With the increasing prevalence of type 2 diabetes mellitus (T2DM) in women of childbearing age, prescribing antidiabetic medications in first-trimester pregnancy is becoming more common. Metformin treatment during this time is usually avoided in countries with well-resourced healthcare. This is based on historical concerns about safety to the foetus and the widespread availability of insulin. However, there is now increasing interest in the potential benefits of metformin in pregnant women with T2DM. In this commentary, the main evidence supporting metformin safety in pregnancy is summarized, with an emphasis on the first trimester...
June 2018: Therapeutic Advances in Drug Safety
Jose Ramon Gonzalez-Porras, Jose Maria Bastida
Immune thrombocytopenia (ITP) is an autoimmune disorder that induces a decrease in the number of circulating platelets due to spleen destruction and inability of megakaryocytes to restore normal counts. Immunosuppressive therapy with glucocorticoid drugs constitutes the first line of treatment. However, lack of response to these agents is not uncommon, and the management of refractory patients is a matter of controversy. In fact, day-to-day clinical practice shows that, in spite of the current guidelines, splenectomy, which is currently considered a suitable second-choice therapy, is being replaced by treatment with thrombopoietin receptor agonists...
June 2018: Therapeutic Advances in Drug Safety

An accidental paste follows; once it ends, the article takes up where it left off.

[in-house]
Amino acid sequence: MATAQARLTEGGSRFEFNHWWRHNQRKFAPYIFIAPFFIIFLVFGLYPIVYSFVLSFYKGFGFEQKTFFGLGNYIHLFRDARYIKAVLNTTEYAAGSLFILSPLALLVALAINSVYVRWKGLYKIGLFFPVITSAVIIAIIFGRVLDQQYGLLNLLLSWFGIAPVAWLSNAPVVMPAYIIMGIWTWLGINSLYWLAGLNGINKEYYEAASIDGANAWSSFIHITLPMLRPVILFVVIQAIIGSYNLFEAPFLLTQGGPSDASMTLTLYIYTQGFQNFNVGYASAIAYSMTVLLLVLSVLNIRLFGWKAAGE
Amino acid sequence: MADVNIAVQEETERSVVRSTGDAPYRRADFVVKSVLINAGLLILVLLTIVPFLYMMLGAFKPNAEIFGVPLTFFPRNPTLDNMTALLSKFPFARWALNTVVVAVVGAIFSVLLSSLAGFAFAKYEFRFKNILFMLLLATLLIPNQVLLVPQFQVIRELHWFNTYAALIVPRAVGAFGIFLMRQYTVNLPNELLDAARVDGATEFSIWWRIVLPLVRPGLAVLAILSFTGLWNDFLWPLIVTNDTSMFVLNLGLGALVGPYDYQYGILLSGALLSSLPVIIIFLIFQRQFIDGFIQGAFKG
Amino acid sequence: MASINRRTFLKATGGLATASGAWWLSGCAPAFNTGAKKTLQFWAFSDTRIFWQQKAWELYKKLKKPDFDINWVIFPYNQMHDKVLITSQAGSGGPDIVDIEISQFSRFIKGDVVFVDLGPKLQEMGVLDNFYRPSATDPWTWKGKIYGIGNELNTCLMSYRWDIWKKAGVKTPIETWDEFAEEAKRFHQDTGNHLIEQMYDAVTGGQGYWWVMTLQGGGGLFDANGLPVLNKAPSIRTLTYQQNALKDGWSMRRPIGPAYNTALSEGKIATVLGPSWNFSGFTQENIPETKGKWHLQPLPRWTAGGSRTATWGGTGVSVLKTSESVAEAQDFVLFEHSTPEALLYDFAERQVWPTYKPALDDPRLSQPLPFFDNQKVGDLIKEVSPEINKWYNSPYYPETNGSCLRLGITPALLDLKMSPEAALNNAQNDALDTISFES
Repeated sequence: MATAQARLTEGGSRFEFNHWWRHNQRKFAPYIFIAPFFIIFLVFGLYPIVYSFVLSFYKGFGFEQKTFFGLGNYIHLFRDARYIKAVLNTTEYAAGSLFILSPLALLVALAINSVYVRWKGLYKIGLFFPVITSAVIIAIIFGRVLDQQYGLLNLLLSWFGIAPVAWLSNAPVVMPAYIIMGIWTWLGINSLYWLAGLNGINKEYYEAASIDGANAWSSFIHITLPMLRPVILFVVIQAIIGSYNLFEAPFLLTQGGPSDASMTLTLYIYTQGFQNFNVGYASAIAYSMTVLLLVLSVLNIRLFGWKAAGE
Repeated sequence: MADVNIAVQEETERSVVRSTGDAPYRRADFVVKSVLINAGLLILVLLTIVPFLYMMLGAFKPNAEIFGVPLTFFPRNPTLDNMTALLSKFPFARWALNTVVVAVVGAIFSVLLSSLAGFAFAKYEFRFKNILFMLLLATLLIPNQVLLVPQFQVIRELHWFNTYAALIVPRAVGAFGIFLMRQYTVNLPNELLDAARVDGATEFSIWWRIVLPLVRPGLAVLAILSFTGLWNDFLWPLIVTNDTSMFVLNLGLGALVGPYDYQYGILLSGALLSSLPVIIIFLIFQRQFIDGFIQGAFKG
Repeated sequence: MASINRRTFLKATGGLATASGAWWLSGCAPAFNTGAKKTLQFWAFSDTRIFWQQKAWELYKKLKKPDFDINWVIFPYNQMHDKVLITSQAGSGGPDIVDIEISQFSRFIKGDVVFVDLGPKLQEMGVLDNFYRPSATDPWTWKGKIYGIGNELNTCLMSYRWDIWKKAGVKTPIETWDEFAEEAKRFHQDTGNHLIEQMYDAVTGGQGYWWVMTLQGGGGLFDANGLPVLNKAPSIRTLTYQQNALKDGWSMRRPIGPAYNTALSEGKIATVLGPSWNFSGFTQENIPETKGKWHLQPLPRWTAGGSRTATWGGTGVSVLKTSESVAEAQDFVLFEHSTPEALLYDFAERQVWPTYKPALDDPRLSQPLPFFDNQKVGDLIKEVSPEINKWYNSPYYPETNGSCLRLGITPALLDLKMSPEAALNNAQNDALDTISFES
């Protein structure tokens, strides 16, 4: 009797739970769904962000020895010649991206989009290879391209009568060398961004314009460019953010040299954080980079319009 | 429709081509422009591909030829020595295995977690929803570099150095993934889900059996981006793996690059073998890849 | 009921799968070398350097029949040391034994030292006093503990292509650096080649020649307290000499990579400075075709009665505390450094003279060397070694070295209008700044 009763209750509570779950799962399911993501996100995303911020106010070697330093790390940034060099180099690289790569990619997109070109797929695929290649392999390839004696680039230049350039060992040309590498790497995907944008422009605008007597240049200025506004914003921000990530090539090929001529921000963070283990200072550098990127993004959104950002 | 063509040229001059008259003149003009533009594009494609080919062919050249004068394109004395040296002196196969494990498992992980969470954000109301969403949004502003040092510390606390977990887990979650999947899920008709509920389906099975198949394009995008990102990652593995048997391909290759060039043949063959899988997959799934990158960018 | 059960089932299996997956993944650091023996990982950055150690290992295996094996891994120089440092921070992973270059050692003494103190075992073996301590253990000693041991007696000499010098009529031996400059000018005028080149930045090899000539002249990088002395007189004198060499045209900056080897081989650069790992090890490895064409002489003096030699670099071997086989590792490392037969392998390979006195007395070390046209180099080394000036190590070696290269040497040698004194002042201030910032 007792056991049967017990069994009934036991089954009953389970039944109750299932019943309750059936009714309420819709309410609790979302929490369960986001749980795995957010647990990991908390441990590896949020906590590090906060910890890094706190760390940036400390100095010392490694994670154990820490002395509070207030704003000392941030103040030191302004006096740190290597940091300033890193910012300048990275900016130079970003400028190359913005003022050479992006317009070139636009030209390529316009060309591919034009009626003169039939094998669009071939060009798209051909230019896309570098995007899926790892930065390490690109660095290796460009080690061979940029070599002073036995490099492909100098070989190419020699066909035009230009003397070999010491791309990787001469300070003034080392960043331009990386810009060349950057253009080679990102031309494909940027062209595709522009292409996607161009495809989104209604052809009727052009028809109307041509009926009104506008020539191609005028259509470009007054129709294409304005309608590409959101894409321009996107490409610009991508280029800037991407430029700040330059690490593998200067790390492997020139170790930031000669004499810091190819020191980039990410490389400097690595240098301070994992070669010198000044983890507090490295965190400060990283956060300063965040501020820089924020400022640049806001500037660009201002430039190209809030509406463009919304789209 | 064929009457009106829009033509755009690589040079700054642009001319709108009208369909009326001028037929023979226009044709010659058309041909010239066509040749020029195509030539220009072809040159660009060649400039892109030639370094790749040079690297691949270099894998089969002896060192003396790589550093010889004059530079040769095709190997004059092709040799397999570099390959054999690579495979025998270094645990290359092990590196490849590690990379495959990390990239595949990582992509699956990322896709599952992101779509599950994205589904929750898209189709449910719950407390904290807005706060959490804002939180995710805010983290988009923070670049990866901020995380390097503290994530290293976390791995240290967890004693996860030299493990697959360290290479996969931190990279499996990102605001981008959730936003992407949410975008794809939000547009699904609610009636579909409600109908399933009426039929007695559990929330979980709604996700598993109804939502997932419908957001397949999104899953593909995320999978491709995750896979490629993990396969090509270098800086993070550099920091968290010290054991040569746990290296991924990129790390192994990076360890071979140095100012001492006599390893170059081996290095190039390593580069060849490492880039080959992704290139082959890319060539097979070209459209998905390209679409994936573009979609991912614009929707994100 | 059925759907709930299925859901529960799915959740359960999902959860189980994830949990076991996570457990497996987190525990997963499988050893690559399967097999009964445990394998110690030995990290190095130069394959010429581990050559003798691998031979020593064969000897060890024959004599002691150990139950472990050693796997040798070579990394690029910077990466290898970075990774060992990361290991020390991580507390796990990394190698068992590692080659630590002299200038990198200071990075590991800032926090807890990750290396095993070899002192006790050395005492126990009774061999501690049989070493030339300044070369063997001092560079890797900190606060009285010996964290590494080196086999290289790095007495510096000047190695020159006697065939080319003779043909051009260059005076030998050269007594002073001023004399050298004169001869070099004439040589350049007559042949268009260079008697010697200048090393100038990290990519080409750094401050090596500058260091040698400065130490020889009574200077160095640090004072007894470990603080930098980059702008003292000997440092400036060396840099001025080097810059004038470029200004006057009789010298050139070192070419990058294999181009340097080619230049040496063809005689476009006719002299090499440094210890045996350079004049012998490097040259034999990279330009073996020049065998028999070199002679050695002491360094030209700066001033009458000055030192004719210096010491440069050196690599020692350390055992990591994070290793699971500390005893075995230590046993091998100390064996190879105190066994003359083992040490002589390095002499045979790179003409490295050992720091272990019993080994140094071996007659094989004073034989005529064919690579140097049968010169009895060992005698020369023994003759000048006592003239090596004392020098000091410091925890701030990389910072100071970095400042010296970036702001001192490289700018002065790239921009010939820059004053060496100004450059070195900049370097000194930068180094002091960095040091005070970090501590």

Roy L Soiza, Alison I C Donaldson, Phyo Kyaw Myint
No abstract text is available yet for this article.
June 2018: Therapeutic Advances in Drug Safety
Amir Sharifi-Sistani, Ali Tafazoli
No abstract text is available yet for this article.
May 2018: Therapeutic Advances in Drug Safety
Domenico De Berardis, Gabriella Rapini, Luigi Olivieri, Domenico Di Nicola, Carmine Tomasetti, Alessandro Valchera, Michele Fornaro, Fabio Di Fabio, Giampaolo Perna, Marco Di Nicola, Gianluca Serafini, Alessandro Carano, Maurizio Pompili, Federica Vellante, Laura Orsolini, Giovanni Martinotti, Massimo Di Giannantonio
Clozapine, a dibenzodiazepine developed in 1961, is a multireceptorial atypical antipsychotic approved for the treatment of resistant schizophrenia. Since its introduction, it has remained the drug of choice in treatment-resistant schizophrenia, despite a wide range of adverse effects, as it is a very effective drug in everyday clinical practice. However, clozapine is not considered as a top-of-the-line treatment because it may often be difficult for some patients to tolerate as some adverse effects can be particularly bothersome (i...